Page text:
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Teen sexting is very common, and in many states it’s also a crime. When a teen sends a sexually explicit photo of themselves, is that child both the perpetrator and the victim of child pornography? As part of a collaboration between The Atlantic and the PBS NewsHour, Judy Woodruff interviews Hanna Rosin about a case in Virginia and the peculiar challenges raised by juvenile sexting.
Now to a term we are hearing more often: teen sexting.
If a teenager uses a smart phone to share nude or semi-nude pictures with friends, is it simply questionable behavior or is it a criminal act?
That's the key question in this report, the first in an ongoing series of collaborations for the broadcast and online between "The Atlantic" magazine and the "PBS NewsHour."
DONALD LOWE, Deputy Sheriff, Louisa County Sheriff’s Office:
The images themselves, they went from a fully nude picture, to partial nudity, to just what I would call inappropriate, being in underwear.
Last march, Deputy Sheriff Donald Lowe received a phone call from a concerned parent in this small town just a few hours south of Washington, D.C. Sexually explicit photos of local teenaged girls, some only in middle school, had been posted to a public page on the Web site Instagram.
And then the whole thing seemed to just grow every day. After every interview, it seemed like it took on a whole new life.
But now, seven months later, after wading through thousands of sexting texts, hundred of interviews, and bins of confiscated phones, no charges have been filed.
We had talked to probably 100 students, and the majority of them admitted to participating in sexting.
Most of them had simply shared the photos privately with a boyfriend or someone they thought they could trust. None had given consent to sharing them with the world.
It did surprise me when I learned just the sheer numbers of how many people actually participate in that, feel like there's nothing wrong with it.
Data is scarce, but one study by the National Campaign to Prevent Teen and Unplanned Pregnancy and CosmoGirl.com found that one in five young people in their upper teens had sexted at least once. That study was back in 2008, before new sharing technologies like Snapchat and Instagram even existed.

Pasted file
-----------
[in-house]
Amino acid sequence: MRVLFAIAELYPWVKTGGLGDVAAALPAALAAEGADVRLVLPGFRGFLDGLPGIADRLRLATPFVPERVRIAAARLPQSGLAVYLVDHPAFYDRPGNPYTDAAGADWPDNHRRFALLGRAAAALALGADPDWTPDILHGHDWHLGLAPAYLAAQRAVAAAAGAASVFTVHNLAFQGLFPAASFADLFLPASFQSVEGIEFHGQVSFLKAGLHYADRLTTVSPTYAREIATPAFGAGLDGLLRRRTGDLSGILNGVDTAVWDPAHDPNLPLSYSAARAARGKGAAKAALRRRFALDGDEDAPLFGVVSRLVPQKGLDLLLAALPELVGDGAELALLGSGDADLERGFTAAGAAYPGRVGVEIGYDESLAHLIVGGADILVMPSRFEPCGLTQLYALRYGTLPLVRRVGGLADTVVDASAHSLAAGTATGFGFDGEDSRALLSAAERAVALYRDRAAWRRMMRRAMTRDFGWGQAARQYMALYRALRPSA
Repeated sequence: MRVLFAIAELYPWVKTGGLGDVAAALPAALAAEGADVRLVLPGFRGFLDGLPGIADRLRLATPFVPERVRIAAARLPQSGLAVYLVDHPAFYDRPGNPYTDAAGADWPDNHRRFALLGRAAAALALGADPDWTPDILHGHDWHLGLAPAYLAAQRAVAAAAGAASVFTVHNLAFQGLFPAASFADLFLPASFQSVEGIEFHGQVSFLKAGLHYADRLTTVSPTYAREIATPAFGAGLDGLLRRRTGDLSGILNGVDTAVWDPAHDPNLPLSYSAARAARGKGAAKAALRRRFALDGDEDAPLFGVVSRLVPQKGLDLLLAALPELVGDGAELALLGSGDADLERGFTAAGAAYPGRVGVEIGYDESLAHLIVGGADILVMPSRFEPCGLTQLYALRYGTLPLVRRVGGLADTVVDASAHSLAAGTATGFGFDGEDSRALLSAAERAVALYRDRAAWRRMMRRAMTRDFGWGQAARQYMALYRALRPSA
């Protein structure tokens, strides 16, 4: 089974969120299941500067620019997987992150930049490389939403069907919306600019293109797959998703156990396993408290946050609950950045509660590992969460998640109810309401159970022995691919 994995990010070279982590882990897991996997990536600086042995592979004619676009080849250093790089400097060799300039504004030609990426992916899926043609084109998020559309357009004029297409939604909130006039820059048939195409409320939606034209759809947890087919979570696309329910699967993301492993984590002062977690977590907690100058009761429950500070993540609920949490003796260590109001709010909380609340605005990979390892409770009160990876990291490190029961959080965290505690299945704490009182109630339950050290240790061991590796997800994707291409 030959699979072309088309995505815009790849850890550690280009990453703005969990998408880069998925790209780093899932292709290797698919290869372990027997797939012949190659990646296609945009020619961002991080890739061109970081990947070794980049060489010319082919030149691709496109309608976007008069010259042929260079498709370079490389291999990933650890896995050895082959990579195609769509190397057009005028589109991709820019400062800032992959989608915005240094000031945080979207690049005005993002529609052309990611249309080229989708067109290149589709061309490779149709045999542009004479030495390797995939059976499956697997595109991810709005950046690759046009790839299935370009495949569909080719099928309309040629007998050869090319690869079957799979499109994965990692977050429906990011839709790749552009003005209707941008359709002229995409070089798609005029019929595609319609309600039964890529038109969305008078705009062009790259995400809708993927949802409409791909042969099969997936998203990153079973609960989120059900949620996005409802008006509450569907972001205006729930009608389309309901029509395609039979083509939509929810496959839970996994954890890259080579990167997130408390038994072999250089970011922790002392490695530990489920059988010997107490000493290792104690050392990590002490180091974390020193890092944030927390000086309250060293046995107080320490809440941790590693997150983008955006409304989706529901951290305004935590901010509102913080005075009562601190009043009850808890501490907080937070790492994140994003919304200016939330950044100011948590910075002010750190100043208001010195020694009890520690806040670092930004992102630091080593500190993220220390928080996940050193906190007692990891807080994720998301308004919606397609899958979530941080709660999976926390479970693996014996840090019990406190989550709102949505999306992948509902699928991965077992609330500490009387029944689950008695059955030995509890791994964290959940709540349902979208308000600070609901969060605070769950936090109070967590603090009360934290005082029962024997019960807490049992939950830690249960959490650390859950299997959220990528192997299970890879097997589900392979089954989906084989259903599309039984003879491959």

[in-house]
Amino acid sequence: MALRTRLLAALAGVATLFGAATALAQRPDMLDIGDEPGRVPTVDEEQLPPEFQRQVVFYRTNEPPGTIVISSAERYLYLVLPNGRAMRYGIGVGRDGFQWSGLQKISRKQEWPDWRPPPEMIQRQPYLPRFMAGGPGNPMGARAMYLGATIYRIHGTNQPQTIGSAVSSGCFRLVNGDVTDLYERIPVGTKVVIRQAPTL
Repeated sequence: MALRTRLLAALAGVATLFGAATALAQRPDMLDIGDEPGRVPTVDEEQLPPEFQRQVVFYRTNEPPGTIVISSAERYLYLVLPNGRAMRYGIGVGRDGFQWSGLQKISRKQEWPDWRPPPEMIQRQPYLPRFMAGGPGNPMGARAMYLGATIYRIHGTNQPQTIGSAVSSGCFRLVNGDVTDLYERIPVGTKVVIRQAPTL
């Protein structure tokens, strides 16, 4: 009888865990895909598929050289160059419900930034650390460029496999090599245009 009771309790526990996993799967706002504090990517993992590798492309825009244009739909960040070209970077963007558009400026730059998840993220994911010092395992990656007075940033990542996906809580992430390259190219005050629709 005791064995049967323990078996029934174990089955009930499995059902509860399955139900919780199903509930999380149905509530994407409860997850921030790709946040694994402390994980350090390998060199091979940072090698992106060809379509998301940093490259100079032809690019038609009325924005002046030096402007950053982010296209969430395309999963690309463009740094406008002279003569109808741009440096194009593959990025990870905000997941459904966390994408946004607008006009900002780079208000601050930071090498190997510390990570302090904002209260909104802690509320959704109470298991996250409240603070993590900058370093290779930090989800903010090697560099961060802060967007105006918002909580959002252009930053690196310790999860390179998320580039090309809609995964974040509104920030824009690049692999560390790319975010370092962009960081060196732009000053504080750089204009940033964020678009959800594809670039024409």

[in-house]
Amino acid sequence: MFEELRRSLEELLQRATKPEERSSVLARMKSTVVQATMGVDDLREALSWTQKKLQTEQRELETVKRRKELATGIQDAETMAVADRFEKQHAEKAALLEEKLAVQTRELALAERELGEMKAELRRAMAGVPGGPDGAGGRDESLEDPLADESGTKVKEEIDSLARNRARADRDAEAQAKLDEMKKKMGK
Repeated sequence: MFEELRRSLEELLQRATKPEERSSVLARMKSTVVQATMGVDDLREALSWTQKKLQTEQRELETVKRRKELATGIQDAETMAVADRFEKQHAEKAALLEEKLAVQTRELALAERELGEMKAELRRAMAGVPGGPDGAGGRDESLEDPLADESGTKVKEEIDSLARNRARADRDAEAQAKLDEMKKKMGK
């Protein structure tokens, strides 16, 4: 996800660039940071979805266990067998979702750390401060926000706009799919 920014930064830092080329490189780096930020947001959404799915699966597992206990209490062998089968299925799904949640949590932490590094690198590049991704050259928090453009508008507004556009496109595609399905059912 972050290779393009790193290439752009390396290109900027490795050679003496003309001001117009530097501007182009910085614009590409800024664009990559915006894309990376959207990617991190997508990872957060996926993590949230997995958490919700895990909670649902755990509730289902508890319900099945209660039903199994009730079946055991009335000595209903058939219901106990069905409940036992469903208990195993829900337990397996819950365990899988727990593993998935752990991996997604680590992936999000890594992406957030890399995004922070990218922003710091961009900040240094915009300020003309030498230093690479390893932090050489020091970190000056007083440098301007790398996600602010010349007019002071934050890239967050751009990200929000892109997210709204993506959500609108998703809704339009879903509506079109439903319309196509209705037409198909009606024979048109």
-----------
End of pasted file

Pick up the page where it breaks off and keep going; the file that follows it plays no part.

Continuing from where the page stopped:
For reporter and parent Hanna Rosin, it hit close to home.
Why did you want to do this story? What attracted you to this?
HANNA ROSIN, Atlantic Monthly:
A couple of things.
For one, I have a teenaged daughter at home, and a couple of more sons coming along, so I was just curious about this issue. Second, I have always wondered, there's the paradox about sexting, which is that you hear it's very common, but it's also very illegal. And so I just wondered how those two things fit together in society.
And then this case came along and it seemed like a perfect test case to explore this issue.
The young people you were able to talk to, why do they do this? What's motivating them?
This has been studied, and there's a lot of motivations for why people sext.
The most common one by far is because a boyfriend or girlfriend wanted me to or because I'm in a relationship. And then there are other motivations: I wanted to interest someone in dating me, or, you know, I just wanted to get attention, or I wanted to be popular.
School superintendent Deborah Pettit grew up here, but that was before technology entered the picture.
DEBORAH PETTIT, Superintendent, Louisa County Public Schools:
I think I was surprised by that because, you know, I just thought maybe students knew better than, you know, to share that kind of thing. On the other hand, maybe it didn't surprise — it shouldn't have surprised me, because our students live on their cell phones.
Friday's night football in this close-knit community in Louisa County, Virginia, it's the biggest show in town. Everyone's here, parents, kids, teachers, and law enforcement. But mention the sexting case, and it's clear everyone has a different perspective.